bought.And, since those out-of-state liberals bought the election
for him, who do you suppose Matheson feels beholden to?
What a farce. The media didn't put their stamp of approval on Mike Lee;
therefore, we must stop 'people' from electing their representatives
because it is obvious that Mike Lee is an extremist. Let's open it up to
more manipulation by the media by pretending to give the ignorant and
uncommitted classes more say. If 'people' want more say, then they
had better start paying attention and go to the caucus meetings and let their
voice be heard.
you mean there is a reason Mia Love lost despite the fact even most democrats in
Utah do not care for Jim Mathewson? Our system in Utah is so broke we get to
vote for the far right or the far far right. there is no centrist let alone
Re: "New data shows the majority of Americans hold beliefs closer to the
center . . . ."Yeah, yeah. "New data" is just another
way liberals try to repackage "newspeak."ANY poll conducted
by NBC News [even if you don't add in that bastion of objectivity, Esquire
Magazine] would be suspect, even under the best of circumstances. But, when a
propaganda arm of the Democrat National Convention suggests it conducted a
"poll" during a politically-charged period -- like today's -- you
can bet the farm it really conducted a political focus group, figuring how best
to package the Party's leftist bilge, making it, if not attractive, at
least less offensive, to an essentially conservative, but low-information
America.It's illustrative that other "polling"
indicates that a clear and healthy majority of Americans oppose
"Obamacare," but that this majority slips, somewhat, when that same
Faustian political bargain is disingenuously re-packaged as an "Affordable
Care Act."Similar packaging propaganda is used to rig results of
all liberal polls, in order to advance socialist agendas.Dr.
Goebbels would be so proud.
The radical right took a big shot and lost big time. There are consequences for
such drastic action. The majority of Americans want to get rid of the "house
republicans". They will be hiding from being associated with Cruz and lLee
the next election. The tide has turned.
Brad,just because those changes were turned down doesn't mean some
won't pass Saturday. As you know from 2008 to 2010 neighborhood
election meeting attendance doubled. From 2010 to 2012, meeting attendance
doubled again. There is hope that in 2014, it will double again and 250,000 will
attend. I know that The State GOP has a committee that is working to make sure
we don't have the same growth problems for 2014 and that the system can
handle the volume of those interested and still allow time to meet candidates
and ask questions.New proposals for 2014 include a better system for
check in, including optional preregistration. The ability to optionally pre-file
to run to represent your neighbors as well. The meeting will be designed to last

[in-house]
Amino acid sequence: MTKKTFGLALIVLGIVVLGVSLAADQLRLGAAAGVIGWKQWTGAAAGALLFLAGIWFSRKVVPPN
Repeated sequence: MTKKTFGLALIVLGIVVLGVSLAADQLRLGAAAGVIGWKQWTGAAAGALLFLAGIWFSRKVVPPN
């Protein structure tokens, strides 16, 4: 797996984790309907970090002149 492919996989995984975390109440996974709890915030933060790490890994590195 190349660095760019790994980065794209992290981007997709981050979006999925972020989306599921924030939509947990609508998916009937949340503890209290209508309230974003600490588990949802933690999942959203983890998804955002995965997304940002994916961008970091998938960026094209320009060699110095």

for 2 hrs. or less, from 7pm to 9pm. There will be a pre-meeting from 6pm to 7pm
to allow you to personally meet candidates to represent your neighborhood that
have decided to run and for you to ask one on one questions. Even with large
groups, changes to make sure members can agree on questions to ask neighborhood
representative candidates with more time to hear from them.
"New data shows the majority of Americans hold beliefs closer to the center
of the political spectrum than to either ideological edge,"Is
that a surprise? I bet old data shows exactly the same thing.
I can't see why anyone would defend a caucus system that prevents many
people from attending and voting. Work evenings, or can't find a
babysitter, or away on a business trip, or your health doesn't permit it?
Apparently you don't deserve a vote.Any why would anyone think
the caucus delegates want to fix its shortcomings? The last time reforms were
pitched to make the process more open and inclusive, those entrenched in the
system told all caucus goers to reject every reform suggestion, which they did.
And why think the caucus delegates represent the state population
when delegates are 75% male?And why would anyone believe "let
those caucus goers do the thinking, they research it better and avoid the
problems with money." Am I not able to research candidates on my own? Are
caucus goers somehow not tainted by the gifts and meals directed at them?Those supportive of the caucus system are afraid of letting everyone
have a vote. They are afraid this would mean their candidates would never win.
So they fight against any change of their exclusive and limited system.
Utah's Neighborhood Elections force candidates to pay attention to rural
areas of Utah. Direct primaries encourage candidates to ignore rural areas and
communicate only by paid advertising. A direct primary would create fly-over
areas of Utah that will rarely get to meet their candidates face to face.At only one time for 10 years in Utah’s history did the state
depart from the Neighborhood Election, Caucus and Convention System. In 1937, a
powerful democratic state senator convinced enough of the legislature to switch
to an open primary. He had had two losses, a US Senate race and also for
governor, because the majority of the convention delegates disagreed with his
legislative voting record. But he was well known and had money.Many
at the time felt like an open primary was his ticket to the governorship, and he
did win. But the change in the system only lasted for a decade. After public and
media disillusionment, and even worse voter turnout, Utah restored the Caucus
and Convention System. Why go back?
Whether you like Sen. Mike Lee or not you should consider the following:re: Sen. Bennett in 2010. He was not in the top 2 coming out of
convention. In fact the more moderate of the two, Tim Bridgewater was selected
by 57% of the delegates in the last round of voting by the delegates. If he had
received 60% Tim Bridgewater would have been the party nominee and Mike Lee
would have been eliminated.Sen. Bennett endorsed Tim Bridgewater
during the primary, but with voters ticked at TARP and ObamaCare, they went with
Mike Lee.Sen. Mike Lee was the party nominee after the primaryThe Neighborhood Election and Convention system in Utah is the best way
to make sure a grassroots process can win over large amounts of money. It is the
only way someone with $100,000 can go against someone with $2 million in
election funds.We have a system that that does NOT favor the
incumbent, the wealthy or the famous. This is a good thing, and should be